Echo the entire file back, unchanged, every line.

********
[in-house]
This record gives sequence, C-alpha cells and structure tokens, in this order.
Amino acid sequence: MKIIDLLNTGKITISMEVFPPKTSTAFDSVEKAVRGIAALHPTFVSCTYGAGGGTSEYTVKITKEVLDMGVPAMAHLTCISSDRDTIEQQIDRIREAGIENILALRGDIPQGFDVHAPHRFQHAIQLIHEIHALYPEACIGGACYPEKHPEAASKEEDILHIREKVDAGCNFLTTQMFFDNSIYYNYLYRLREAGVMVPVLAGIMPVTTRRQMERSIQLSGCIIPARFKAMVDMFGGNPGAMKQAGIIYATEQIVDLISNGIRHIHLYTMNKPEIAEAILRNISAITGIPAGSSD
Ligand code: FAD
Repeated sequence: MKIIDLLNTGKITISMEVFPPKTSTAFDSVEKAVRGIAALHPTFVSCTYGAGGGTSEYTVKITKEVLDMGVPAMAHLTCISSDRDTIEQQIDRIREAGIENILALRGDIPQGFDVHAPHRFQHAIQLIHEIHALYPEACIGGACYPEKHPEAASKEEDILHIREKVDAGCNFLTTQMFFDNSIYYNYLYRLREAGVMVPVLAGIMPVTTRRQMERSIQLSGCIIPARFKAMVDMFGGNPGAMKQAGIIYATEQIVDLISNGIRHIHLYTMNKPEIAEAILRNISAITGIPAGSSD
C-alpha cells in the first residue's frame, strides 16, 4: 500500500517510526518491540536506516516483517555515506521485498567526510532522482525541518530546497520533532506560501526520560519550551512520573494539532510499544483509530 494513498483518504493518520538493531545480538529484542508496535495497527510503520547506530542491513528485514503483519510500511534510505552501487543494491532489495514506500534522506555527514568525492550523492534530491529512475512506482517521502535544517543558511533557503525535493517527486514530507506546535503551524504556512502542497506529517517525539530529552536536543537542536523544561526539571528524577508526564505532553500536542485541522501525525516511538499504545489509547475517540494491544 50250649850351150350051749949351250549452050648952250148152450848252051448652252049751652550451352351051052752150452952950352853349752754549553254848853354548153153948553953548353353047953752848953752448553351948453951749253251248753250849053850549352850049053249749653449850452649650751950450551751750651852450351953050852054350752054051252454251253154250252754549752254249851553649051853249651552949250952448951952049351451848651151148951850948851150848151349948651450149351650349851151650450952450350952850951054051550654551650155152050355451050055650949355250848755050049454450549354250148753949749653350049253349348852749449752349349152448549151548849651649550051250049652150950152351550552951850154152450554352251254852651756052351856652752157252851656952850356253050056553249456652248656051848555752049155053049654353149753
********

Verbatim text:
[in-house]
This record gives sequence, C-alpha cells and structure tokens, in this order.
Amino acid sequence: MKIIDLLNTGKITISMEVFPPKTSTAFDSVEKAVRGIAALHPTFVSCTYGAGGGTSEYTVKITKEVLDMGVPAMAHLTCISSDRDTIEQQIDRIREAGIENILALRGDIPQGFDVHAPHRFQHAIQLIHEIHALYPEACIGGACYPEKHPEAASKEEDILHIREKVDAGCNFLTTQMFFDNSIYYNYLYRLREAGVMVPVLAGIMPVTTRRQMERSIQLSGCIIPARFKAMVDMFGGNPGAMKQAGIIYATEQIVDLISNGIRHIHLYTMNKPEIAEAILRNISAITGIPAGSSD
Ligand code: FAD
Repeated sequence: MKIIDLLNTGKITISMEVFPPKTSTAFDSVEKAVRGIAALHPTFVSCTYGAGGGTSEYTVKITKEVLDMGVPAMAHLTCISSDRDTIEQQIDRIREAGIENILALRGDIPQGFDVHAPHRFQHAIQLIHEIHALYPEACIGGACYPEKHPEAASKEEDILHIREKVDAGCNFLTTQMFFDNSIYYNYLYRLREAGVMVPVLAGIMPVTTRRQMERSIQLSGCIIPARFKAMVDMFGGNPGAMKQAGIIYATEQIVDLISNGIRHIHLYTMNKPEIAEAILRNISAITGIPAGSSD
C-alpha cells in the first residue's frame, strides 16, 4: 500500500517510526518491540536506516516483517555515506521485498567526510532522482525541518530546497520533532506560501526520560519550551512520573494539532510499544483509530 494513498483518504493518520538493531545480538529484542508496535495497527510503520547506530542491513528485514503483519510500511534510505552501487543494491532489495514506500534522506555527514568525492550523492534530491529512475512506482517521502535544517543558511533557503525535493517527486514530507506546535503551524504556512502542497506529517517525539530529552536536543537542536523544561526539571528524577508526564505532553500536542485541522501525525516511538499504545489509547475517540494491544 50250649850351150350051749949351250549452050648952250148152450848252051448652252049751652550451352351051052752150452952950352853349752754549553254848853354548153153948553953548353353047953752848953752448553351948453951749253251248753250849053850549352850049053249749653449850452649650751950450551751750651852450351953050852054350752054051252454251253154250252754549752254249851553649051853249651552949250952448951952049351451848651151148951850948851150848151349948651450149351650349851151650450952450350952850951054051550654551650155152050355451050055650949355250848755050049454450549354250148753949749653350049253349348852749449752349349152448549151548849651649550051250049652150950152351550552951850154152450554352251254852651756052351856652752157252851656952850356253050056553249456652248656051848555752049155053049654353149753